Oct 30 (Reuters) - The following are the top stories on the business pages of British newspapers. Reuters has not verified these stories and does not vouch for their accuracy.
FCA WILL CRACK DOWN ON ASSET MANAGERS TO MAKE SECTOR FAIRER FOR CUSTOMERS
Martin Wheatley, the chief executive of the Financial Conduct Authority, is on Wednesday expected to announce a crackdown on “inherent flaws” in the 5.4 trillion pound ($8.67 trillion) sector that see fund managers pass costs on to their clients. ()
VODAFONE LOOKS TO TAKE FULL CONTROL OF INDIAN UNIT FOR £1 BLN
Vodafone has disclosed it is seeking regulatory approval to take full control of its Indian unit for 1.03 billion pounds, after New Delhi relaxed foreign ownership rules in the sector. ()
UBS FACING U.S. AND SWISS PROBES OVER MARKET MANIPULATION CLAIMS
UBS is being investigated by regulators in the United States and its native Switzerland over allegations that it manipulated currency markets. ()
ENERGY FIRMS ‘OVERCHARGE BY 3.7 BLN STG A YEAR’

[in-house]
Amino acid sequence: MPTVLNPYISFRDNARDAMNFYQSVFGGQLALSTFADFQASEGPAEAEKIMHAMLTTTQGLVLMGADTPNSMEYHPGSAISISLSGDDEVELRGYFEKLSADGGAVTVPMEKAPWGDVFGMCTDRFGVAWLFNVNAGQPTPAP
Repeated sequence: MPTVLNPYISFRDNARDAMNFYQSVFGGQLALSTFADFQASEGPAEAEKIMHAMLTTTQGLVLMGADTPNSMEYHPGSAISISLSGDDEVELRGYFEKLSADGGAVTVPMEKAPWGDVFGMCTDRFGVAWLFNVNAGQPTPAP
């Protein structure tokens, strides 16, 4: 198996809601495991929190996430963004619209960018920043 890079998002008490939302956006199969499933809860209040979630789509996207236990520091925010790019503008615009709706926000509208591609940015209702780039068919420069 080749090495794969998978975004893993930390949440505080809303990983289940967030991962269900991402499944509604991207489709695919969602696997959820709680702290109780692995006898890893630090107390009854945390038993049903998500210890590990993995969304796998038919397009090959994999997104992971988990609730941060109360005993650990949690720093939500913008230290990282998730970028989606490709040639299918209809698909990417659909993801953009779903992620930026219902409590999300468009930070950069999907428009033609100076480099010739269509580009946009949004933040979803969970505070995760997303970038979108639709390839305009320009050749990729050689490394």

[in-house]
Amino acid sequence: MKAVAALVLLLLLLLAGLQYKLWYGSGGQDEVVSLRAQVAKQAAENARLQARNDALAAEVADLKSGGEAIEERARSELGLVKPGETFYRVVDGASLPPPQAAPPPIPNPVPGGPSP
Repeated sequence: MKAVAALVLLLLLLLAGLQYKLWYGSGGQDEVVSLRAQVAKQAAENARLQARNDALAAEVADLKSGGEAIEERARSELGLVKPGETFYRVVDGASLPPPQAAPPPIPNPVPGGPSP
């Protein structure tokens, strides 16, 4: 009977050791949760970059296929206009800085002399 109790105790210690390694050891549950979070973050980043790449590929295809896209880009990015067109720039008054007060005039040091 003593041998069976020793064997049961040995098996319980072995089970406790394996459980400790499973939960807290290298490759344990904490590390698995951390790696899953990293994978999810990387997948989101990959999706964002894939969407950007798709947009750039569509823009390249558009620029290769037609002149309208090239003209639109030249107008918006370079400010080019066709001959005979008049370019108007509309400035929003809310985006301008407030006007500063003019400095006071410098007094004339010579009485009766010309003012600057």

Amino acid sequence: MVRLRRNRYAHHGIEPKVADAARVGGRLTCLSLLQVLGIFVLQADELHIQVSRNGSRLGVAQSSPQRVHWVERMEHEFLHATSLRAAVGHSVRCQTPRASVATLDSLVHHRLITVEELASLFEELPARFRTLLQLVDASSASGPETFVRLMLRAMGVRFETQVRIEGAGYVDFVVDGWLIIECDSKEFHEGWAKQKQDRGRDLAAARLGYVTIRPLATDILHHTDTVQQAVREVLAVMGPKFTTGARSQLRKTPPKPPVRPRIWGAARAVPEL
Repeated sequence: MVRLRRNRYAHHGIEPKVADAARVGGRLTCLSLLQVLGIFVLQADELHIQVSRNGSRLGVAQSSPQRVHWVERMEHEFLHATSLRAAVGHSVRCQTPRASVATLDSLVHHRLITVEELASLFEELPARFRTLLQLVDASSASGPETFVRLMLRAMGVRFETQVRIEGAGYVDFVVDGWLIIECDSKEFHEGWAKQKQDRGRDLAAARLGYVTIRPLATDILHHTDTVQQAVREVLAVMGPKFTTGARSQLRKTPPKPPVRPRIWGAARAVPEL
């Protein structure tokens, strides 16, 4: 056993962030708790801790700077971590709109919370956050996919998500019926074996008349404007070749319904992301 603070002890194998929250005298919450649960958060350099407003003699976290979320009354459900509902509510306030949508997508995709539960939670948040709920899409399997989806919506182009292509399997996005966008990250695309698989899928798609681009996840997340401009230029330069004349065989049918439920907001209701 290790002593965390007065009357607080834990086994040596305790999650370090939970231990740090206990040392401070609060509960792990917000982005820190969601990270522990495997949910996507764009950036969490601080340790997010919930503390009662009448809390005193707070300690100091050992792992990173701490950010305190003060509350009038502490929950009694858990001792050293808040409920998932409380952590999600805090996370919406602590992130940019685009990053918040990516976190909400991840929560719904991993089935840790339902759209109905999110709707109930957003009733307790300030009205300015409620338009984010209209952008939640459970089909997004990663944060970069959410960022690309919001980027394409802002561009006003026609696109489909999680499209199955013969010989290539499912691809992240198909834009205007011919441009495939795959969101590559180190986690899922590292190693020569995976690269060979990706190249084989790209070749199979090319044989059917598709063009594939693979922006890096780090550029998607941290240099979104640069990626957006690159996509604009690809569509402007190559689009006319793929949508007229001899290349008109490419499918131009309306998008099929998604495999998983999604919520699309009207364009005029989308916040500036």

Some of Britain’s biggest energy companies have been accused of raising households bills for no reason and systematically overcharging customers by 3.7 billion pounds a year as they were grilled by Members of Parliament over their soaring prices and profits. ()
The Libor rigging scandal was reignited on Tuesday when the boss of Rabobank quit after the Dutch bank was fined 774 million euros ($1.07 billion) for manipulating the benchmark interest rate. ()
The postal network is heading for an even more debilitating shutdown on Nov. 4 after 5,500 staff in the Post Office said that they were to follow 115,000 of their former co-workers at the Royal Mail out on strike. ()
SAINSBURY‘S REVIEW AIM ON PROMISE
J Sainsbury Plc is taking its row with Tesco Plc over “unfair” price comparisons to a judicial review after its complaint was rejected by the advertising regulator and a subsequent independent review. ()
About 2,000 workers at DVD rental chain Blockbuster UK could lose their jobs as the company collapsed for a second time this year after the new owners failed to revive the ailing business.